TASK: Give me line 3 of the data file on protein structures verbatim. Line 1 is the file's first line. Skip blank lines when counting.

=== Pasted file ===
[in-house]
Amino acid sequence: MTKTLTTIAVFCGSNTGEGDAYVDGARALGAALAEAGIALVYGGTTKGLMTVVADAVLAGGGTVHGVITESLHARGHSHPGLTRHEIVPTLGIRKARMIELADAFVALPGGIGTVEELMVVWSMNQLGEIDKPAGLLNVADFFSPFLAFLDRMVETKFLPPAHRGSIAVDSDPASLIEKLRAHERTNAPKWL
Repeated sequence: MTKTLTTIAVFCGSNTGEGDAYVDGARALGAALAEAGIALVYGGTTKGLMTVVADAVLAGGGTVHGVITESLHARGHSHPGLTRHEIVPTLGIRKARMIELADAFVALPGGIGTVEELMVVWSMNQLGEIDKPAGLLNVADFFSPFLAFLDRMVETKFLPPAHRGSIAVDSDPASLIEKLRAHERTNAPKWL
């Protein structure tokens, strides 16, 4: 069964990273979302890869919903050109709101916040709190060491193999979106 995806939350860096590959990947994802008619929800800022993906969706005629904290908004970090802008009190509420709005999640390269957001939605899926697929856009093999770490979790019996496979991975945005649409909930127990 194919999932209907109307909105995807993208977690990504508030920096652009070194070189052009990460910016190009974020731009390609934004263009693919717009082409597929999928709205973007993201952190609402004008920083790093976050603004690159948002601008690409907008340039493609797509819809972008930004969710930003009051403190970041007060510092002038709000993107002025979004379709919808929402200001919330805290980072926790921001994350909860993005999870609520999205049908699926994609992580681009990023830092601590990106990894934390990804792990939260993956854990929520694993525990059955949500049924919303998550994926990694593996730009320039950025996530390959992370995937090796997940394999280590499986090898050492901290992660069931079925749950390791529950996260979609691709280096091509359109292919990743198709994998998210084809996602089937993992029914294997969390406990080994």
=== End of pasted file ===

Repeated sequence: MTKTLTTIAVFCGSNTGEGDAYVDGARALGAALAEAGIALVYGGTTKGLMTVVADAVLAGGGTVHGVITESLHARGHSHPGLTRHEIVPTLGIRKARMIELADAFVALPGGIGTVEELMVVWSMNQLGEIDKPAGLLNVADFFSPFLAFLDRMVETKFLPPAHRGSIAVDSDPASLIEKLRAHERTNAPKWL